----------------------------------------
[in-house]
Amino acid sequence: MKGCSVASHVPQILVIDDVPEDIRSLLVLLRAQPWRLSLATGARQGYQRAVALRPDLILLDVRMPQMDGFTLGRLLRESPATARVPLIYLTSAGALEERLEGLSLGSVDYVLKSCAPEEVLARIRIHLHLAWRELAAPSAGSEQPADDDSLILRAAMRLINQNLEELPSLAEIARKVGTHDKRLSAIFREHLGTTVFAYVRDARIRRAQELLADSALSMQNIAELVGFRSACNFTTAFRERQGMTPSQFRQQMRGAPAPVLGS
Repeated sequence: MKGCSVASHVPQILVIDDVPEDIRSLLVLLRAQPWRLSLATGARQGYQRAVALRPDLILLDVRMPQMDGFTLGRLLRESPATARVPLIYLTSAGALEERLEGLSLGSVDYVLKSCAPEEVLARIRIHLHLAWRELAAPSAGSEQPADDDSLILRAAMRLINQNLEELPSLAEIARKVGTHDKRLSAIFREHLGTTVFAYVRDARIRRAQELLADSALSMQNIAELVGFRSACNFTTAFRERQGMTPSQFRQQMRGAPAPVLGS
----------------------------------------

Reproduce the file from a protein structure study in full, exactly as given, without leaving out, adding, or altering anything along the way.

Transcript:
[in-house]
Amino acid sequence: MKGCSVASHVPQILVIDDVPEDIRSLLVLLRAQPWRLSLATGARQGYQRAVALRPDLILLDVRMPQMDGFTLGRLLRESPATARVPLIYLTSAGALEERLEGLSLGSVDYVLKSCAPEEVLARIRIHLHLAWRELAAPSAGSEQPADDDSLILRAAMRLINQNLEELPSLAEIARKVGTHDKRLSAIFREHLGTTVFAYVRDARIRRAQELLADSALSMQNIAELVGFRSACNFTTAFRERQGMTPSQFRQQMRGAPAPVLGS
Repeated sequence: MKGCSVASHVPQILVIDDVPEDIRSLLVLLRAQPWRLSLATGARQGYQRAVALRPDLILLDVRMPQMDGFTLGRLLRESPATARVPLIYLTSAGALEERLEGLSLGSVDYVLKSCAPEEVLARIRIHLHLAWRELAAPSAGSEQPADDDSLILRAAMRLINQNLEELPSLAEIARKVGTHDKRLSAIFREHLGTTVFAYVRDARIRRAQELLADSALSMQNIAELVGFRSACNFTTAFRERQGMTPSQFRQQMRGAPAPVLGS